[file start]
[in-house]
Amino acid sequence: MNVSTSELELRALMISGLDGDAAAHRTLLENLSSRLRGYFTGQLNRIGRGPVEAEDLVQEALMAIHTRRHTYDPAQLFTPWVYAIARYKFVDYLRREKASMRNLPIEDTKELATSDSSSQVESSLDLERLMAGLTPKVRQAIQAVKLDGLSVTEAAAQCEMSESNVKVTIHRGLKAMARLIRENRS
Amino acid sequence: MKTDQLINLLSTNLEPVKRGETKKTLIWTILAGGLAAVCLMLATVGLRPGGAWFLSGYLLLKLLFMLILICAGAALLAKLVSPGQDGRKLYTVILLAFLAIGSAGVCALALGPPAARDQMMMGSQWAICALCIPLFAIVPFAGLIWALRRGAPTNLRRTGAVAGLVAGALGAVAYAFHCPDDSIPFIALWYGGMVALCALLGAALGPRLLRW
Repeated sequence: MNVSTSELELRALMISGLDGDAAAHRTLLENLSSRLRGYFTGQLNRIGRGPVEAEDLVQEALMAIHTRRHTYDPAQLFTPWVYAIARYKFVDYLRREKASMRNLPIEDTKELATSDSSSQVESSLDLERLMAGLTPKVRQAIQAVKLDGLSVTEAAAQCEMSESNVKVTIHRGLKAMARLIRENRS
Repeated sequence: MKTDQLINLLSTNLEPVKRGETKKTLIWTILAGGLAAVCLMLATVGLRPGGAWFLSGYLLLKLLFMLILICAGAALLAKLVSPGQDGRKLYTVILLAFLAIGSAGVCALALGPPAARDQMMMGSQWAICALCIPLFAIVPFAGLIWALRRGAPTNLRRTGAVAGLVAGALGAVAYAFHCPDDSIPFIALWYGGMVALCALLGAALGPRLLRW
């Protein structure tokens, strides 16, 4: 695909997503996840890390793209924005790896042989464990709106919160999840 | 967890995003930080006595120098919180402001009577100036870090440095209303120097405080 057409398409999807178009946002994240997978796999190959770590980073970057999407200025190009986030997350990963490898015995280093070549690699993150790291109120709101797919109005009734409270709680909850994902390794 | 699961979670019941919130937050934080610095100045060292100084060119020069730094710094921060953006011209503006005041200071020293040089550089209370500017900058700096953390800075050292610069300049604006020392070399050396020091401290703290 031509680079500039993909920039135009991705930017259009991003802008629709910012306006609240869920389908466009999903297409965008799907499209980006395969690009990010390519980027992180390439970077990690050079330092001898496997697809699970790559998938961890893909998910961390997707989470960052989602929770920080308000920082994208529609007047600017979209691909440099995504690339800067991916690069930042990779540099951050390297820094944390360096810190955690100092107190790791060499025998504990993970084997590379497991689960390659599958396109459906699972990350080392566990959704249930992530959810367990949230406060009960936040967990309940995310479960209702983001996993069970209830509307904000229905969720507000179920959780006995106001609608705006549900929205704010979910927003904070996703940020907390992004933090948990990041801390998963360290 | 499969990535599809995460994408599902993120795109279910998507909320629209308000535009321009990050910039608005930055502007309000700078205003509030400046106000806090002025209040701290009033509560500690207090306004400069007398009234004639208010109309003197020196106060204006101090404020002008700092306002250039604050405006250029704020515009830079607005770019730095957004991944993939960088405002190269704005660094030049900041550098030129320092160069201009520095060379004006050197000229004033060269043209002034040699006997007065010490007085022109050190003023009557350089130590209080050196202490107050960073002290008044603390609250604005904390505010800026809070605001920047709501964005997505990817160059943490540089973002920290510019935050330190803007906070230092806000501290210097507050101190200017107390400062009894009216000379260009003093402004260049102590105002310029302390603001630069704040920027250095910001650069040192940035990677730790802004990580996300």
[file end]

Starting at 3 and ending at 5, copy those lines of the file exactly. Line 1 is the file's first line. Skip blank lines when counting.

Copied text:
Amino acid sequence: MKTDQLINLLSTNLEPVKRGETKKTLIWTILAGGLAAVCLMLATVGLRPGGAWFLSGYLLLKLLFMLILICAGAALLAKLVSPGQDGRKLYTVILLAFLAIGSAGVCALALGPPAARDQMMMGSQWAICALCIPLFAIVPFAGLIWALRRGAPTNLRRTGAVAGLVAGALGAVAYAFHCPDDSIPFIALWYGGMVALCALLGAALGPRLLRW
Repeated sequence: MNVSTSELELRALMISGLDGDAAAHRTLLENLSSRLRGYFTGQLNRIGRGPVEAEDLVQEALMAIHTRRHTYDPAQLFTPWVYAIARYKFVDYLRREKASMRNLPIEDTKELATSDSSSQVESSLDLERLMAGLTPKVRQAIQAVKLDGLSVTEAAAQCEMSESNVKVTIHRGLKAMARLIRENRS
Repeated sequence: MKTDQLINLLSTNLEPVKRGETKKTLIWTILAGGLAAVCLMLATVGLRPGGAWFLSGYLLLKLLFMLILICAGAALLAKLVSPGQDGRKLYTVILLAFLAIGSAGVCALALGPPAARDQMMMGSQWAICALCIPLFAIVPFAGLIWALRRGAPTNLRRTGAVAGLVAGALGAVAYAFHCPDDSIPFIALWYGGMVALCALLGAALGPRLLRW